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S.C. official won't release details of wrongdoing by ex-Abbeville County sheriff

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GREENWOOD, S.C. — The South Carolina Attorney General’s Office says it can’t release additional details about a former sheriff who pleaded guilty to wrongdoing.

The state Attorney General’s Office refused to release the additional details about misconduct by former Abbeville County Sheriff Charles Goodwin after a Freedom of Information Act request from The Index-Journal of Greenwood.

Goodwin resigned last month, several days before he was indicted and pleaded guilty to misconduct in office. He was sentenced to five years of probation, 100 hours of community service and restitution of nearly $4,500.

Prosecutors said he used a state inmate to wash cars and fix a lawnmower. Goodwin also admitted to taking $4,445 in kickbacks for sending county-owned cars to a certain body shop.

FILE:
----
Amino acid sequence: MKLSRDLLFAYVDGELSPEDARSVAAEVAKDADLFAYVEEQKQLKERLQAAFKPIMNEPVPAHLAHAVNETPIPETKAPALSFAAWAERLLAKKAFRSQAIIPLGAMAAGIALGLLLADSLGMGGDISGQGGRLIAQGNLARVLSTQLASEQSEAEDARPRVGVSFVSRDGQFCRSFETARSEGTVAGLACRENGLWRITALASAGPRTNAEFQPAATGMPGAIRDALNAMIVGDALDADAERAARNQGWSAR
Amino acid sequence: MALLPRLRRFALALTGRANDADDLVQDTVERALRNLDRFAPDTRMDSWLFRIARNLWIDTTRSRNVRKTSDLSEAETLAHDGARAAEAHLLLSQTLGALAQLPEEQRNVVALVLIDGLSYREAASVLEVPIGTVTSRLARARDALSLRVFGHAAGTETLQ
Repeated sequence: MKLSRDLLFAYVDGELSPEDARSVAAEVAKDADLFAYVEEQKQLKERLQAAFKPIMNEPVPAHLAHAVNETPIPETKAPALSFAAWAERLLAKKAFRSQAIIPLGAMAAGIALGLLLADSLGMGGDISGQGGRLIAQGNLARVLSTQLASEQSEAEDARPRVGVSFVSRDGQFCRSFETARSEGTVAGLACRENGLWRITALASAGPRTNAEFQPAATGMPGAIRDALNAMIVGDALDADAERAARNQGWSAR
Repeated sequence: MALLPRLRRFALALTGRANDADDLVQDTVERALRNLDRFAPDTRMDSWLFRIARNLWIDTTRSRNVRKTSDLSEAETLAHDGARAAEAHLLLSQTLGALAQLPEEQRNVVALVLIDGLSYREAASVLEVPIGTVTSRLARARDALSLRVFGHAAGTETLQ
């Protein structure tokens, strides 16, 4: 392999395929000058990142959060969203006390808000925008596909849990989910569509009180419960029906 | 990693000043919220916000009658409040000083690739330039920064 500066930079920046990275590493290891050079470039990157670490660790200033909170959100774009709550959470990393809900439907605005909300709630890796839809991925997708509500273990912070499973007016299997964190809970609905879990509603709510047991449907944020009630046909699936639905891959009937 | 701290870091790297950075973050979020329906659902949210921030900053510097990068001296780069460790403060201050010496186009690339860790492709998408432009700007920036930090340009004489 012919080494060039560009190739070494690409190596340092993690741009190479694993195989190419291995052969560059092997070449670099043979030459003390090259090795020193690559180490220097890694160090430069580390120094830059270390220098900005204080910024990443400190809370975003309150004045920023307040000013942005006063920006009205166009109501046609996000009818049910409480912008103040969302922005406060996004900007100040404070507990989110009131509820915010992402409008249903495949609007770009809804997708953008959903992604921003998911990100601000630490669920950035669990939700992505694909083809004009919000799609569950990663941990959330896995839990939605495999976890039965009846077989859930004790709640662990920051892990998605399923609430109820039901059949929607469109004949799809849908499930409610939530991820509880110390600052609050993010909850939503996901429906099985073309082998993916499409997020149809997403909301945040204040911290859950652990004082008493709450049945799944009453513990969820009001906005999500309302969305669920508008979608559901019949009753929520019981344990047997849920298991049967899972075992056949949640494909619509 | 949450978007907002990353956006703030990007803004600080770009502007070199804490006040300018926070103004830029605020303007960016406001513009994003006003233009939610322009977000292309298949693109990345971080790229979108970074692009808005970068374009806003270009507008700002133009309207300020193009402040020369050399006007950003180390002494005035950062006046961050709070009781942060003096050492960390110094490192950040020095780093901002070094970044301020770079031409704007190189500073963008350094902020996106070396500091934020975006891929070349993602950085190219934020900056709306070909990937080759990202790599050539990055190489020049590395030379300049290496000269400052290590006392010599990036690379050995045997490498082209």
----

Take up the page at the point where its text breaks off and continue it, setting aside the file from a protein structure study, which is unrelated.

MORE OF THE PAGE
During Goodwin’s guilty plea, prosecutors did not identify the inmate or name the body shop.

The attorney general’s office told the newspaper it can’t release additional details because the case was heard by the state grand jury and South Carolina law requires matters that go before a grand jury be kept secret.

It is the same reason the office used to deny releasing a State Law Enforcement Division report into ex-Saluda County Sheriff Jason Booth, who pleaded guilty to using an inmate to build a party shed on his land last year.

“Our practice is to release when we’re allowed to, but when we’re bound by the law, we have to maintain the law. If a telephone book is presented to the grand jury, I can’t release that telephone book. We don’t get a say in that,” said Mark Powell, a spokesman for the attorney general’s office.

First Amendment lawyer Jay Bender said he disagrees with the attorney general’s office’s position. Bender said he has spoken to lawyers at the agency about reaching an agreement to release more information. He is hopeful the issue can be resolved without going to court.

“I’m still trying to persuade the attorney general’s office that’s not an appropriate interpretation of the law, but they’re quite understandably reluctant to release information,” Bender said.


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